from The American Heritage® Dictionary of the English Language, 5th Edition.
- noun Any of various kinds of wood that yield coloring matter used as a dye.
from The Century Dictionary.
- noun Any wood from which dye is extracted.
from the GNU version of the Collaborative International Dictionary of English.
- noun Any wood from which coloring matter is extracted for dyeing.
from Wiktionary, Creative Commons Attribution/Share-Alike License.
- noun Any
woodfrom which colouring matter is extracted for dyeing.
from WordNet 3.0 Copyright 2006 by Princeton University. All rights reserved.
- noun any wood from which dye is obtained
from Wiktionary, Creative Commons Attribution/Share-Alike License
Gaboon barwood is another variety of this dyewood which is imported from the west coast of Africa, in straight flat pieces, from three to, five feet in length; the average annual import being about 2,000 tons, of the value of £4 a ton.
The Commercial Products of the Vegetable Kingdom Considered in Their Various Uses to Man and in Their Relation to the Arts and Manufactures; Forming a Practical Treatise & Handbook of Reference for the Colonist, Manufacturer, Merchant, and Consumer, on the Cultivation, Preparation for Shipment, and Commercial Value, &c. of the Various Substances Obtained From Trees and Plants, Entering into the Husbandry of Tropical and Sub-tropical Regions, &c. P. L. Simmonds
By this date Loango had become an important commercial power, trading with Europeans, especially Dutch, in ivory, hides, red dyewood, and raffia but relatively few slaves.
-- The recent development in the preparation of dyewood extracts, with notes of their adulterations.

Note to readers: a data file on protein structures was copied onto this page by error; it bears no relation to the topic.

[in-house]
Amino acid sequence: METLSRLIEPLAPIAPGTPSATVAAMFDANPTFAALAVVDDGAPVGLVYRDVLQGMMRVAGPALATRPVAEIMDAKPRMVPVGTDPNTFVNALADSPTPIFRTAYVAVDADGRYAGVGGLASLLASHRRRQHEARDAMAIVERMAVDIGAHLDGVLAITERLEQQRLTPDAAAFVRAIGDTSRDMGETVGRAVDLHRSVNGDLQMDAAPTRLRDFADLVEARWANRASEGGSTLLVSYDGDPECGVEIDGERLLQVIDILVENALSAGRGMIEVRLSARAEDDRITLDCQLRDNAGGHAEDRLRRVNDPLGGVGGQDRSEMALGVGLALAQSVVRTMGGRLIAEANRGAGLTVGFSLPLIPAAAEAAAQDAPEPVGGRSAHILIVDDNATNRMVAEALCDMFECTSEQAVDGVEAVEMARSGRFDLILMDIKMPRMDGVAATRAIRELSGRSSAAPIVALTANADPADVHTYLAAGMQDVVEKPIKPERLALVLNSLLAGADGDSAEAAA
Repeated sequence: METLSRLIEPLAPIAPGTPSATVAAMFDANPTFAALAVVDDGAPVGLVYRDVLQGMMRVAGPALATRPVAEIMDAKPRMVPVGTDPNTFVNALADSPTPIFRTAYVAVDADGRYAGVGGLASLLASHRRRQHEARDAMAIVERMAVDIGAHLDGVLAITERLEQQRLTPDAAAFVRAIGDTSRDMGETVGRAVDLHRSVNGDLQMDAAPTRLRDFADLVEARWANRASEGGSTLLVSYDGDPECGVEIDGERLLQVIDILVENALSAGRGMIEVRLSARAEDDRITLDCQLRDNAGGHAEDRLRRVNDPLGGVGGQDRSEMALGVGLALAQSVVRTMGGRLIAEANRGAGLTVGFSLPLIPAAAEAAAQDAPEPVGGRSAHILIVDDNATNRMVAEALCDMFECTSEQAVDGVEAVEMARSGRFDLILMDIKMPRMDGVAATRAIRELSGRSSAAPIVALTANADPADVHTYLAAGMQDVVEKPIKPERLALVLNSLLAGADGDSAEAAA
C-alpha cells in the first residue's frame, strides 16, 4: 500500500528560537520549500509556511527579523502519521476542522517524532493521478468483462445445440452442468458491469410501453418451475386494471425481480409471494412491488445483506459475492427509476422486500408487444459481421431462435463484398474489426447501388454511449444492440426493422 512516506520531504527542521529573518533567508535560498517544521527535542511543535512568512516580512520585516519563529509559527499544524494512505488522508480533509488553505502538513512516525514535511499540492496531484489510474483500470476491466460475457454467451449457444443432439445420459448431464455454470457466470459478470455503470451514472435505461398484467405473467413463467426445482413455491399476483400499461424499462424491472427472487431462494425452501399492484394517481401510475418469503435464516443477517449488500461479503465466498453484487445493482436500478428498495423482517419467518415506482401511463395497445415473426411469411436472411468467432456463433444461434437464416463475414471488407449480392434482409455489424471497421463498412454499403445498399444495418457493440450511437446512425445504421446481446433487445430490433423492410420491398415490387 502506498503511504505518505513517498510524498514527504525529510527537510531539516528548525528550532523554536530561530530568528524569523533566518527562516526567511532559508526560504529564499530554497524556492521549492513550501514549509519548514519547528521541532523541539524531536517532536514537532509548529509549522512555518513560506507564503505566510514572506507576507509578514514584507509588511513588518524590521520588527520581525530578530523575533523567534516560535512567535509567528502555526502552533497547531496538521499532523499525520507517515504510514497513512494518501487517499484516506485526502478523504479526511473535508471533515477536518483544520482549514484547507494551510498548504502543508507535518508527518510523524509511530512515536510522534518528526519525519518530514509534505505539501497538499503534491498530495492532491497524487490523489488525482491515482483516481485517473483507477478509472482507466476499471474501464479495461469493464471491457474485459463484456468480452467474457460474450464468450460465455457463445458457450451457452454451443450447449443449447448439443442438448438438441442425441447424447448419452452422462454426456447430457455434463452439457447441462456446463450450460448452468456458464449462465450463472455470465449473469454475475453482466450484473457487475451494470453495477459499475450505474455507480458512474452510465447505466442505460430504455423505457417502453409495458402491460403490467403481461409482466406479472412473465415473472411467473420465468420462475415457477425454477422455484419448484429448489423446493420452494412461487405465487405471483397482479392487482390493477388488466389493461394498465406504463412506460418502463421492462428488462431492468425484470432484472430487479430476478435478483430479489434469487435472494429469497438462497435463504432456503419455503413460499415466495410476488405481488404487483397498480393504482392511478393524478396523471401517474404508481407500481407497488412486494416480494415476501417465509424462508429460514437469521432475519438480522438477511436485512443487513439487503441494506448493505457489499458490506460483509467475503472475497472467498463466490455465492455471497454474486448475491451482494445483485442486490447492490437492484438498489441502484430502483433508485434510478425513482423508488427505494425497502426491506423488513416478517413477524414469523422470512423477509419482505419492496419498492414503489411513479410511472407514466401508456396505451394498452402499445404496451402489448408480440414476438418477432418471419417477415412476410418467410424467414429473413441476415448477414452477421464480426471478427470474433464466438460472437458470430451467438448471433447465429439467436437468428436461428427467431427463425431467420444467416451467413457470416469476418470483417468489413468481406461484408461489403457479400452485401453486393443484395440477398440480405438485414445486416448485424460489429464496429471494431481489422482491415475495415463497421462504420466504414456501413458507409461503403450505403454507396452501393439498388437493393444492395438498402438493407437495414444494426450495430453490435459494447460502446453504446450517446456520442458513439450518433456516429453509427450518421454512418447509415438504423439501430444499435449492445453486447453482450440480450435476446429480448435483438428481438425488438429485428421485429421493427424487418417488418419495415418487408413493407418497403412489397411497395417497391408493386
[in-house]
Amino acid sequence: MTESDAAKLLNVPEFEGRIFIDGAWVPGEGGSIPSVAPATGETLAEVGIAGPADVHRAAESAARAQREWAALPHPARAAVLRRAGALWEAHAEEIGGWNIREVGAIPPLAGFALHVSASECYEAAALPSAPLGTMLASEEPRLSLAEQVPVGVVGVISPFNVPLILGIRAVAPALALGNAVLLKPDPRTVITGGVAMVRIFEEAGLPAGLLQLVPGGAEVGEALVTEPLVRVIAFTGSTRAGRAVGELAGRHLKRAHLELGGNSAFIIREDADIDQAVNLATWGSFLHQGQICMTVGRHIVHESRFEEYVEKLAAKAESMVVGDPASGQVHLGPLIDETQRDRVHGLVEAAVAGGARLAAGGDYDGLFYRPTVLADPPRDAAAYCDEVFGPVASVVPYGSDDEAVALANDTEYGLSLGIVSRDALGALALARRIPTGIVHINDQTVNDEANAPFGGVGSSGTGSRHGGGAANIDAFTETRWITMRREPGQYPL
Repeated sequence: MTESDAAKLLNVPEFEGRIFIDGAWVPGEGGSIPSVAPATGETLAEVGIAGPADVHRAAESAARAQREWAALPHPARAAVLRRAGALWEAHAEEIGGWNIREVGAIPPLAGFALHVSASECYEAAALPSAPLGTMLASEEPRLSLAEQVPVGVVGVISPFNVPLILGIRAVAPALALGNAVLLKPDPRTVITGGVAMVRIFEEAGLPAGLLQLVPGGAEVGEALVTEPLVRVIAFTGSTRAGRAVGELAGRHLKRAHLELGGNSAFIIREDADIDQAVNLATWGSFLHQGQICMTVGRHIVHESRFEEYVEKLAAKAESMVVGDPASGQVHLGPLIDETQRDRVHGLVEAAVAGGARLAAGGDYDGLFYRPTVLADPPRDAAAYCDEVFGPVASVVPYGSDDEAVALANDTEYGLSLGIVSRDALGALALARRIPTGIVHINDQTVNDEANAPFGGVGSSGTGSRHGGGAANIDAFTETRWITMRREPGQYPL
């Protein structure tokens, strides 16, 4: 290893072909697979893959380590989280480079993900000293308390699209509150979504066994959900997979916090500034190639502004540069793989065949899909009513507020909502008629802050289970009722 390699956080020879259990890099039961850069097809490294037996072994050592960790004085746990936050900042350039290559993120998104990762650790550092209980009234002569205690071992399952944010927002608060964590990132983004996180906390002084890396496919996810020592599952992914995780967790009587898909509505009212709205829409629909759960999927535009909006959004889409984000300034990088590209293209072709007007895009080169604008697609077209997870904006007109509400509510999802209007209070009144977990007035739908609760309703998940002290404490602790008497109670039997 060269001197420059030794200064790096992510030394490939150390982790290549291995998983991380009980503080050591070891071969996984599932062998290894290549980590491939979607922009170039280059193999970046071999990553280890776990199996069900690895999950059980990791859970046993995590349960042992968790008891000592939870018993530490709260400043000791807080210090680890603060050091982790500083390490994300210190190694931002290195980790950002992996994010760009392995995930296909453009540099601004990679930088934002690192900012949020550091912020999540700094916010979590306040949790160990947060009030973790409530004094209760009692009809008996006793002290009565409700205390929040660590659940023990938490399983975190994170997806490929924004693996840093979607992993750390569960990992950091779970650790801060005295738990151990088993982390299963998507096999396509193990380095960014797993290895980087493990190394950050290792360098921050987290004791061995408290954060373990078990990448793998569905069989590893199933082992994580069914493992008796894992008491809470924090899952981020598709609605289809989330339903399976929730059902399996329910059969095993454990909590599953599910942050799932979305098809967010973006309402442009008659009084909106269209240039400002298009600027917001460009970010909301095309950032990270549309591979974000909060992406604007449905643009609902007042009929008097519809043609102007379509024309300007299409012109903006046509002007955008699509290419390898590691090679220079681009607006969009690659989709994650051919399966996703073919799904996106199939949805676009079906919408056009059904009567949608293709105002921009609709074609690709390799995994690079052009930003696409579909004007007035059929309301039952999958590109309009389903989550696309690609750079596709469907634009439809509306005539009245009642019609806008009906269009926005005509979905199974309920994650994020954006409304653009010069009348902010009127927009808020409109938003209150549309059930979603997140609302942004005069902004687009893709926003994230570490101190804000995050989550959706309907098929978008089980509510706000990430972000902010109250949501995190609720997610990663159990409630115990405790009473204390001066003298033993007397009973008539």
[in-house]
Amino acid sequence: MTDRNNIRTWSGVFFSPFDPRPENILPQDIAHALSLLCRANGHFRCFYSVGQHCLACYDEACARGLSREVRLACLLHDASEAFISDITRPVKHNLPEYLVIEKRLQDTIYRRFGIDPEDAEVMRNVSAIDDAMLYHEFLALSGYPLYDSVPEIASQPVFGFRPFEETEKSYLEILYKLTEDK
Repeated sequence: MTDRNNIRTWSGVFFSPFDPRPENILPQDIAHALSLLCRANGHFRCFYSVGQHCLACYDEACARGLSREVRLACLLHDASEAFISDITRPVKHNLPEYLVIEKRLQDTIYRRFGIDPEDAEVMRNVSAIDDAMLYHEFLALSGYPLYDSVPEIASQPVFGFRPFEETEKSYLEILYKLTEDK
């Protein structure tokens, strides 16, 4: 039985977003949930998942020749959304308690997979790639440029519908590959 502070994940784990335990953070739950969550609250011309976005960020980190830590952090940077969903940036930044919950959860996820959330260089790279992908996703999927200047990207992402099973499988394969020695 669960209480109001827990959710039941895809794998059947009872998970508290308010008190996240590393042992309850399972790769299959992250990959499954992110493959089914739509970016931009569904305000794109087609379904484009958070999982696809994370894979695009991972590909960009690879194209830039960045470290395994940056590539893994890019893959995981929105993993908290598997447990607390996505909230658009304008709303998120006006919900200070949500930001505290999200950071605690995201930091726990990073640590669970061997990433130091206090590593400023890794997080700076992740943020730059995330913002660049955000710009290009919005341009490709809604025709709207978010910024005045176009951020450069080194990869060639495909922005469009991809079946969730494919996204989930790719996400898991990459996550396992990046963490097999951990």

The presence in dyewood extracts of coloring matters in various stages of development has hitherto militated against their use in place of the raw materials by many dyers and printers who are still employing inherited and antiquated processes in which the whole of the coloring matter is not rendered available.
Indeed, there is no difficulty nowadays in procuring dyewood extracts of high excellence if the consumer is willing to pay a price for them corresponding to their quality, and knows how to avail himself of the aid of chemical skill to control his purchases.
The estimation of the individual coloring matters in these extracts by means of a chemical analysis is under all circumstances a task requiring much experience, especially as the coloring principles are associated in different qualities of each class of dyewood with different proportions of other constituents which often give much trouble to the unpracticed experimenter.
The correct determination of such admixtures, like the fixing of anything like the exact commercial value of dyewood extracts, requires nothing less than a complete chemical investigation coupled with numerous dyeing trials in comparison with standard preparations, and should be left to an expert.
Such, however, was not the case, and it was a very common thing for the consumer of dyewood extracts to require the manufacturer to prepare them specially for him so as to suit his own dyeing recipes, or in other words to give exactly the same shades, weight for weight, by his own method of dyeing as the article he was in the habit of using.
The excuse of the Spaniards for most of these seizures was that the vessels contained logwood, a dyewood found upon the coasts of Campeache,
The Buccaneers in the West Indies in the XVII Century Clarence Henry Haring 1922
"We had very little cargo here, and when he heard there was some dyewood at San Ignacio the captain steamed off again," he explained.
Brandon of the Engineers Harold Bindloss 1905